Subject (authority = RUETD)
Topic
Food Science
RelatedItem (type = host)
TitleInfo
Title
Rutgers University Electronic Theses and Dissertations
Identifier (type = RULIB)
ETD
Identifier
ETD_8657
PhysicalDescription
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electronic resource
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application/pdf
InternetMediaType
text/xml
Extent
1 online resource (xv, 171 p. : ill.)
Note (type = degree)
Ph.D.
Note (type = bibliography)
Includes bibliographical references
Note (type = statement of responsibility)
by Jue Jin
RelatedItem (type = host)
TitleInfo
Title
School of Graduate Studies Electronic Theses and Dissertations
Identifier (type = local)
rucore10001600001
Location
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NjNbRU
Identifier (type = doi)
doi:10.7282/T3HH6P7M
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Rights

RightsDeclaration (ID = rulibRdec0006)
The author owns the copyright to this work.
RightsHolder (type = personal)
Name
FamilyName
Jin
GivenName
Jue
Role
Copyright Holder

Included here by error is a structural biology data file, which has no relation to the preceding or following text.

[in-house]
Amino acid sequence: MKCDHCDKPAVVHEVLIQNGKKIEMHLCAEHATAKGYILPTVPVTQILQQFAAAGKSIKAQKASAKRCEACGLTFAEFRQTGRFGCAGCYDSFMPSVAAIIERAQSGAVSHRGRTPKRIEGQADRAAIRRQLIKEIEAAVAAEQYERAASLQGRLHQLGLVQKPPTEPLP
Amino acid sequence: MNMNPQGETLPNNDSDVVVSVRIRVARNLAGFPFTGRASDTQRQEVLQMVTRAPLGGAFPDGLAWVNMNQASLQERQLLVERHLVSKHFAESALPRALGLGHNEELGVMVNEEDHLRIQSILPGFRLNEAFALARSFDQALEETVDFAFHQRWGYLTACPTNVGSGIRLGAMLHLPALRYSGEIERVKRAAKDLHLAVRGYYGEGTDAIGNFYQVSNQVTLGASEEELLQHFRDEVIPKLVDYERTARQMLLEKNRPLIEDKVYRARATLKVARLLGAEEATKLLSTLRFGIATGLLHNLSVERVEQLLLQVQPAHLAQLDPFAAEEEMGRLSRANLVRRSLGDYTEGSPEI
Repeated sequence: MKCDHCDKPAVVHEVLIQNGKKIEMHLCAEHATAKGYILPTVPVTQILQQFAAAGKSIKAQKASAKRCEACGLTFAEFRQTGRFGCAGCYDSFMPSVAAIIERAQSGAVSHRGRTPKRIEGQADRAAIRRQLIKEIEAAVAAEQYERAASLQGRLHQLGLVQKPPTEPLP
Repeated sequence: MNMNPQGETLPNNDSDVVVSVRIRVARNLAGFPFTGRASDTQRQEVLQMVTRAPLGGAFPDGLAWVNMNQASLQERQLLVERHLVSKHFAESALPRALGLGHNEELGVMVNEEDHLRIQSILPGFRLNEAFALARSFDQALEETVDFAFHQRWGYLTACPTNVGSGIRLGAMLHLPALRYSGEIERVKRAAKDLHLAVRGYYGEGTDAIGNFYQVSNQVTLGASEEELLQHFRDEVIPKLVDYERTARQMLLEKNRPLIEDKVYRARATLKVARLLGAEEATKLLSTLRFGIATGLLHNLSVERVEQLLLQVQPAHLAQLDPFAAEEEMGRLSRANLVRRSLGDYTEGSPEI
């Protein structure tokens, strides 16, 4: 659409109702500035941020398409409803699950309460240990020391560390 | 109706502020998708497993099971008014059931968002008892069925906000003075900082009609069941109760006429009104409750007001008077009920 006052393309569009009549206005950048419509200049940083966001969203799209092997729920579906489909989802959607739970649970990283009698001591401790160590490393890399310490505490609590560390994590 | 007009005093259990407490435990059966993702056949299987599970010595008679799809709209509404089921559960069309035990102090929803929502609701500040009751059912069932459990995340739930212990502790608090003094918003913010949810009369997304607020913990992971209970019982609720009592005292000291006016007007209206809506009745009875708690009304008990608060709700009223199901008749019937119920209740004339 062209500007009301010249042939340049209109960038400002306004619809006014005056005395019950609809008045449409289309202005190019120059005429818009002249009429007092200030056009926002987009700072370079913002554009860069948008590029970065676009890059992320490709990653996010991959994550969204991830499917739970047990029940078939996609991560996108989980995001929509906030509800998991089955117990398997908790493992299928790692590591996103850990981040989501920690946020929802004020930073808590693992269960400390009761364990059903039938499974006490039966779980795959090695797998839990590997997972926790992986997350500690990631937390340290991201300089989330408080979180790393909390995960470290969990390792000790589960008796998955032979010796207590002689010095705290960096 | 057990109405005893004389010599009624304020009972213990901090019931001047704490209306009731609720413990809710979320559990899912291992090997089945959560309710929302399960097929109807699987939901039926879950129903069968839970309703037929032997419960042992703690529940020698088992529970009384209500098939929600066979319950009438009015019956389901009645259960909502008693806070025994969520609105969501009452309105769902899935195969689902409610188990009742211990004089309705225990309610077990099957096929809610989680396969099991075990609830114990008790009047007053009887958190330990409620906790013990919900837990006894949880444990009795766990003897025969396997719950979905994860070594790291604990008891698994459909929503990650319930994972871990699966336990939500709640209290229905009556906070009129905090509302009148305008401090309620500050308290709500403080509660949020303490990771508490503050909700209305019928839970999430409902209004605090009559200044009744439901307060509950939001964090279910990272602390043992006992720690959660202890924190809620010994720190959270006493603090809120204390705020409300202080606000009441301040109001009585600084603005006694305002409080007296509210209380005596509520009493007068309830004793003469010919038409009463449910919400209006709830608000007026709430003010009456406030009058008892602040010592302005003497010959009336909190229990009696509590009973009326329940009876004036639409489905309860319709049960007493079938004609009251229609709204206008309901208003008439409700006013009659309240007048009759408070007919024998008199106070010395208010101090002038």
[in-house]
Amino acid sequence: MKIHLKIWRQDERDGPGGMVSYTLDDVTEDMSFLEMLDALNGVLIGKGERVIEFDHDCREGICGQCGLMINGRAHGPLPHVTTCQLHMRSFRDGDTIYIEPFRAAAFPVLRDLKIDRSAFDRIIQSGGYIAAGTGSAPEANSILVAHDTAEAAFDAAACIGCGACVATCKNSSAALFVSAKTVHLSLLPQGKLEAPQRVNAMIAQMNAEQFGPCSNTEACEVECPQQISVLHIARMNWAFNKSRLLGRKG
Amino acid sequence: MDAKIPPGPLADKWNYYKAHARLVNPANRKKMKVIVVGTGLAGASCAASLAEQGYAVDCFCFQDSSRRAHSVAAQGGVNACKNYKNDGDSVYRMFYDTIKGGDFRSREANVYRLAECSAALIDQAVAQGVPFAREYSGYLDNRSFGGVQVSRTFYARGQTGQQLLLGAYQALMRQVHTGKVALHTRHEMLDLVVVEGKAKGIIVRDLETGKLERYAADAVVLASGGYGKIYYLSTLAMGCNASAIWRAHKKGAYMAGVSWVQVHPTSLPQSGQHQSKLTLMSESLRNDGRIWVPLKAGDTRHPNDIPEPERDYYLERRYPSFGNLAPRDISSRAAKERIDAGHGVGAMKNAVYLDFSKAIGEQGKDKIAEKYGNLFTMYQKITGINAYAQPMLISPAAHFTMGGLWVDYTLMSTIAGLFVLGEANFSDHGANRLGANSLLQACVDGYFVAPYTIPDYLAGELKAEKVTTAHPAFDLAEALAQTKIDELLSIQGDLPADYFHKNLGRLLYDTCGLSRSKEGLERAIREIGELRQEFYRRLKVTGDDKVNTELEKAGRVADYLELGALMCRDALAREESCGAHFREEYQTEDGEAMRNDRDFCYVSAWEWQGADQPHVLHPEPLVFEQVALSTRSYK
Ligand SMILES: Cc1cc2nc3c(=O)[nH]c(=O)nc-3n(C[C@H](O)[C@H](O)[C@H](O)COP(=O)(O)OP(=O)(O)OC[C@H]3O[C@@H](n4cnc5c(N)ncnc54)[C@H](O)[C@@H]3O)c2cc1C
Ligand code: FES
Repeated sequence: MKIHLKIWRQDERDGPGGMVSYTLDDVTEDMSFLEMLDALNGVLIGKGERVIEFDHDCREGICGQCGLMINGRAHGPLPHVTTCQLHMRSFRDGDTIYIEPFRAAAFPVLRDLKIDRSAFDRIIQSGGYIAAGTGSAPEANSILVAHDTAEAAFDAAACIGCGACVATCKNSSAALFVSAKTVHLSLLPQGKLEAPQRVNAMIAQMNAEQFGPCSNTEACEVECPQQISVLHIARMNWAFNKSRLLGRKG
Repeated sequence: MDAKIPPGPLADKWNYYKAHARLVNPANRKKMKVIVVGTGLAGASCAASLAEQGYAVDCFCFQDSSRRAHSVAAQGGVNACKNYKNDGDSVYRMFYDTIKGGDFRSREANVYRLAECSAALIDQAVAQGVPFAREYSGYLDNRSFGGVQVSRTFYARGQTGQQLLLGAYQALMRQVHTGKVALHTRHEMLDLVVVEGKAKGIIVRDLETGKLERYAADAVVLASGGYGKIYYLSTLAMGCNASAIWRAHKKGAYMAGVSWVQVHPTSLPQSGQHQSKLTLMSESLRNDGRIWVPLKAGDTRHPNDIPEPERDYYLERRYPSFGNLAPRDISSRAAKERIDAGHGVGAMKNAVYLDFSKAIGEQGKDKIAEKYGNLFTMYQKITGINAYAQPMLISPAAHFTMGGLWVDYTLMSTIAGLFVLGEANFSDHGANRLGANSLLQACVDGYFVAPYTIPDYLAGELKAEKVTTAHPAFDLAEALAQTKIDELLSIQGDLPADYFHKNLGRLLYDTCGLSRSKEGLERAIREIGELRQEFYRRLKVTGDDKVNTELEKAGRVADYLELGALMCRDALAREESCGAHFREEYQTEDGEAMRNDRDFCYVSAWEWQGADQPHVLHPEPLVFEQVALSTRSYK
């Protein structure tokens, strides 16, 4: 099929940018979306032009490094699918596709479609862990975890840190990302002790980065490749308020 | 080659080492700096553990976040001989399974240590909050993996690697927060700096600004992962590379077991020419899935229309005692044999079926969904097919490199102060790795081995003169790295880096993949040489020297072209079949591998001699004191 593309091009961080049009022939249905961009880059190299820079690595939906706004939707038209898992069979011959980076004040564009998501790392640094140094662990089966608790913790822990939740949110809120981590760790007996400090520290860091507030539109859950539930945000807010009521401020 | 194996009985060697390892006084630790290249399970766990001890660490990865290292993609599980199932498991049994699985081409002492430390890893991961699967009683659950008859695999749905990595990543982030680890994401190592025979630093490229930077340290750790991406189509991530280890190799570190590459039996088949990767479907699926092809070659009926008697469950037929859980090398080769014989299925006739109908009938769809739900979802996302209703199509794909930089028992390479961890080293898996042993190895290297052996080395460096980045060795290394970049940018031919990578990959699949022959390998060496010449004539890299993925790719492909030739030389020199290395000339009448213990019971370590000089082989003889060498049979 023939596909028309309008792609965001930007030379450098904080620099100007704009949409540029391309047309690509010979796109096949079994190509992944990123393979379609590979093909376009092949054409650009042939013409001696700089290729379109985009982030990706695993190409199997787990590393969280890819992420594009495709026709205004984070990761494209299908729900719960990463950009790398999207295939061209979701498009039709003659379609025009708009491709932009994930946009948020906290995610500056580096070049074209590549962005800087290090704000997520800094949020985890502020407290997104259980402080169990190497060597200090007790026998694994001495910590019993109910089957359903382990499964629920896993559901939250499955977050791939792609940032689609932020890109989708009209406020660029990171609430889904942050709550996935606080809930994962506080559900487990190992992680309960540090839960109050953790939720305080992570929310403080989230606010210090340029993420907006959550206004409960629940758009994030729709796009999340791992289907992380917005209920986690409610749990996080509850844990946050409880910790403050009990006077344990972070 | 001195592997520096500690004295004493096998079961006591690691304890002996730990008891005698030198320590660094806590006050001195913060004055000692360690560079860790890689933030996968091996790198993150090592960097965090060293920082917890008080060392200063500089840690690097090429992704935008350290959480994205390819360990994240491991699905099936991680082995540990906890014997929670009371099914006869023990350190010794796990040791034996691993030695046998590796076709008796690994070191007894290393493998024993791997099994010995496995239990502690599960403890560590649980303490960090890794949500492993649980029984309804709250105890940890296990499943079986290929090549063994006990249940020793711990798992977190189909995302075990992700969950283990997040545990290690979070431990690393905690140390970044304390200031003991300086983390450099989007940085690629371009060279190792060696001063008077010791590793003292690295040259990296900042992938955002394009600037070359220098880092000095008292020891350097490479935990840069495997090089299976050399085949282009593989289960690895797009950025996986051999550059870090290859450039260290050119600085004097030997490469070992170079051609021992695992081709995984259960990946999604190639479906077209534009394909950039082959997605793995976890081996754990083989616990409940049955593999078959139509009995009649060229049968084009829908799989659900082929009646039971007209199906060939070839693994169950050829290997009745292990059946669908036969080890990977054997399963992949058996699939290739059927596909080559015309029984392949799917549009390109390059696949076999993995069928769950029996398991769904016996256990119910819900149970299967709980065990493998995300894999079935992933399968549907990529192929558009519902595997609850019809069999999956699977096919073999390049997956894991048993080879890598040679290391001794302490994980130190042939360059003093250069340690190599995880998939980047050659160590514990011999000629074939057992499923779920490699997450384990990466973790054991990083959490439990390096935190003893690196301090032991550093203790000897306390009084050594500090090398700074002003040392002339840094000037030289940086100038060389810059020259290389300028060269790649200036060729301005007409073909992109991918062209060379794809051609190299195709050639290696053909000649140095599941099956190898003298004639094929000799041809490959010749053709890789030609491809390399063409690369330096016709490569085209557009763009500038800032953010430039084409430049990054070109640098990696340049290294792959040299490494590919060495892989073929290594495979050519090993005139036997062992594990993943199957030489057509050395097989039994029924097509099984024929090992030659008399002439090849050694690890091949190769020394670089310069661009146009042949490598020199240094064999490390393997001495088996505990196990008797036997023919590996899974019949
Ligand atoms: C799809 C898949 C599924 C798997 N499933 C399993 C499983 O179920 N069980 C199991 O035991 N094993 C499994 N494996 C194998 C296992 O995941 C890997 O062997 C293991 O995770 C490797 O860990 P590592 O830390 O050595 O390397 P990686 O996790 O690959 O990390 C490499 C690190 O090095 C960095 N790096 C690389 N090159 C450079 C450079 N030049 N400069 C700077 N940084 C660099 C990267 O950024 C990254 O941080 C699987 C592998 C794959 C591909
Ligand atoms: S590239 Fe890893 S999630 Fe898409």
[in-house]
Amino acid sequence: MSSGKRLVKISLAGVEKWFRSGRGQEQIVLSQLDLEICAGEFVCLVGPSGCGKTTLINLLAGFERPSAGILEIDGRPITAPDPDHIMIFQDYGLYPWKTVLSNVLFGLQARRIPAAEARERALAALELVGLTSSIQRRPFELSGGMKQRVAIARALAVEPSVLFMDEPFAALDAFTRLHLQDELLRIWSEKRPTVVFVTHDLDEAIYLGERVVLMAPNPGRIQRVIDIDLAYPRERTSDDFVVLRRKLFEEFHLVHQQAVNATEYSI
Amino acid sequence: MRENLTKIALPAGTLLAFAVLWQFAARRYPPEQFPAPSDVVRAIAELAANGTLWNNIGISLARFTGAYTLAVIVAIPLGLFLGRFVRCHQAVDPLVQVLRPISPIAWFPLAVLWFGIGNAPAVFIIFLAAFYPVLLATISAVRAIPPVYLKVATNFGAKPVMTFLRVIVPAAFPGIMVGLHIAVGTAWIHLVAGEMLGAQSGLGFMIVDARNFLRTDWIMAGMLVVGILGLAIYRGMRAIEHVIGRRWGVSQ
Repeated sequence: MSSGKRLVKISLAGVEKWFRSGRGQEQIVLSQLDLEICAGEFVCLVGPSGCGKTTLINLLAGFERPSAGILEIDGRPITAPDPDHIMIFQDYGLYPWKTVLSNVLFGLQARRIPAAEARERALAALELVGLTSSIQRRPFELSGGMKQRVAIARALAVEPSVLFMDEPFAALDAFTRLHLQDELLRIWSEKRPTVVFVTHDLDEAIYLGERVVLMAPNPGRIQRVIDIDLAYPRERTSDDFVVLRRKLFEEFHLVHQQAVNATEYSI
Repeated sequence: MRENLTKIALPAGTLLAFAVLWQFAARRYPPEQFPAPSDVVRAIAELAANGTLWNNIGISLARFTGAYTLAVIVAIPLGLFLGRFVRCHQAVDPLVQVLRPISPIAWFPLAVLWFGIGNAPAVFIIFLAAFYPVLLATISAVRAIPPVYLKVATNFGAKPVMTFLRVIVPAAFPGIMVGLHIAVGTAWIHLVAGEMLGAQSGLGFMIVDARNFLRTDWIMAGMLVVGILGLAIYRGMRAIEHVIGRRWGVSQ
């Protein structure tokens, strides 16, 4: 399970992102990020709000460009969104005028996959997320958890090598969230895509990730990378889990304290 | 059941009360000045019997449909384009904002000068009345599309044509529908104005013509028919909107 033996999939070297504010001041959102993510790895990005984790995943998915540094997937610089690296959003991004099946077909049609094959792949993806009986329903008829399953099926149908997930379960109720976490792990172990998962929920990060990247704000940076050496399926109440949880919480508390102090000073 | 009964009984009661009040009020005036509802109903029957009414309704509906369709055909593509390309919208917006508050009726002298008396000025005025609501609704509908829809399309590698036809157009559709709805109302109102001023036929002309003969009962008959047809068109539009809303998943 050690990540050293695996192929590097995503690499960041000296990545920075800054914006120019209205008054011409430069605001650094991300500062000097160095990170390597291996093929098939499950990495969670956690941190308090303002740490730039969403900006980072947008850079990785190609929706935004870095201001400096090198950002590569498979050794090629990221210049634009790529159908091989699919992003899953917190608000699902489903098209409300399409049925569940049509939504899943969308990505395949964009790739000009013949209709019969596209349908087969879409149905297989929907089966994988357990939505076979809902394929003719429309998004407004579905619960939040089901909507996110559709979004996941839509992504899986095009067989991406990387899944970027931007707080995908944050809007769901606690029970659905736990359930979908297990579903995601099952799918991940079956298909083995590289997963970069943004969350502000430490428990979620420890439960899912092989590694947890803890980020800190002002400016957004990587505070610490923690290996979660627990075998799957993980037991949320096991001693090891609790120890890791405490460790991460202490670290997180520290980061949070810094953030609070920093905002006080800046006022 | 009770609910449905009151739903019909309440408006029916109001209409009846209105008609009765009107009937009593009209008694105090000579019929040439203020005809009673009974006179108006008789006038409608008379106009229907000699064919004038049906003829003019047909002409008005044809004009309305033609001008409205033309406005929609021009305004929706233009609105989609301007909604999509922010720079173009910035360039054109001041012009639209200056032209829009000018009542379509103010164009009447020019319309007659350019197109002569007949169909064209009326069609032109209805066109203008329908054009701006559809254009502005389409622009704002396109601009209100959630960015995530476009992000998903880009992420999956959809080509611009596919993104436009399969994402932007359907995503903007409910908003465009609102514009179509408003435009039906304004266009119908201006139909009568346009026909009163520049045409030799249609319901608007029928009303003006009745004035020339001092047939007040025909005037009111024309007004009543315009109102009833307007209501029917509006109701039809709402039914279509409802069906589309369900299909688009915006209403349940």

RightsEvent
Type
Permission or license
DateTime (encoding = w3cdtf); (qualifier = exact); (point = start)
2018-01-11 11:36:09
AssociatedEntity
Name
Jue Jin
Role
Copyright holder
Affiliation
Rutgers University. School of Graduate Studies
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Author Agreement License
Detail
I hereby grant to the Rutgers University Libraries and to my school the non-exclusive right to archive, reproduce and distribute my thesis or dissertation, in whole or in part, and/or my abstract, in whole or in part, in and from an electronic format, subject to the release date subsequently stipulated in this submittal form and approved by my school. I represent and stipulate that the thesis or dissertation and its abstract are my original work, that they do not infringe or violate any rights of others, and that I make these grants as the sole owner of the rights to my thesis or dissertation and its abstract. I represent that I have obtained written permissions, when necessary, from the owner(s) of each third party copyrighted matter to be included in my thesis or dissertation and will supply copies of such upon request by my school. I acknowledge that RU ETD and my school will not distribute my thesis or dissertation or its abstract if, in their reasonable judgment, they believe all such rights have not been secured. I acknowledge that I retain ownership rights to the copyright of my work. I also retain the right to use all or part of this thesis or dissertation in future works, such as articles or books.
Copyright
Status
Copyright protected
Availability
Status
Open
Reason
Permission or license